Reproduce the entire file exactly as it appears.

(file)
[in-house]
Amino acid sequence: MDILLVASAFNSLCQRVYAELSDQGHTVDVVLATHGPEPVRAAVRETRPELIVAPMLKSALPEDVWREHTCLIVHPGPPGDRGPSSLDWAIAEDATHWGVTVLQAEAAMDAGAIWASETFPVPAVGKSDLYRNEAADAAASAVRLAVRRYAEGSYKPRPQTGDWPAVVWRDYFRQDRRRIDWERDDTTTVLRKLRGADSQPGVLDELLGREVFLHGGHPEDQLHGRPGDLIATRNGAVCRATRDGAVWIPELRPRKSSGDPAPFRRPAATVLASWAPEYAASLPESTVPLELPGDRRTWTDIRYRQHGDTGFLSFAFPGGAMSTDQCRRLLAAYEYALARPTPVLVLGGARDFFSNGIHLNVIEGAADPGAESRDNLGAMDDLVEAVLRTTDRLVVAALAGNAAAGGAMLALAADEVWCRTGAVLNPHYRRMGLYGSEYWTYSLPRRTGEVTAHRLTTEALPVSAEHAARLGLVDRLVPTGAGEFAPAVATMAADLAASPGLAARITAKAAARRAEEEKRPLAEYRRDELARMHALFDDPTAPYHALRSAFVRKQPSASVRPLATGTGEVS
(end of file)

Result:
[in-house]
Amino acid sequence: MDILLVASAFNSLCQRVYAELSDQGHTVDVVLATHGPEPVRAAVRETRPELIVAPMLKSALPEDVWREHTCLIVHPGPPGDRGPSSLDWAIAEDATHWGVTVLQAEAAMDAGAIWASETFPVPAVGKSDLYRNEAADAAASAVRLAVRRYAEGSYKPRPQTGDWPAVVWRDYFRQDRRRIDWERDDTTTVLRKLRGADSQPGVLDELLGREVFLHGGHPEDQLHGRPGDLIATRNGAVCRATRDGAVWIPELRPRKSSGDPAPFRRPAATVLASWAPEYAASLPESTVPLELPGDRRTWTDIRYRQHGDTGFLSFAFPGGAMSTDQCRRLLAAYEYALARPTPVLVLGGARDFFSNGIHLNVIEGAADPGAESRDNLGAMDDLVEAVLRTTDRLVVAALAGNAAAGGAMLALAADEVWCRTGAVLNPHYRRMGLYGSEYWTYSLPRRTGEVTAHRLTTEALPVSAEHAARLGLVDRLVPTGAGEFAPAVATMAADLAASPGLAARITAKAAARRAEEEKRPLAEYRRDELARMHALFDDPTAPYHALRSAFVRKQPSASVRPLATGTGEVS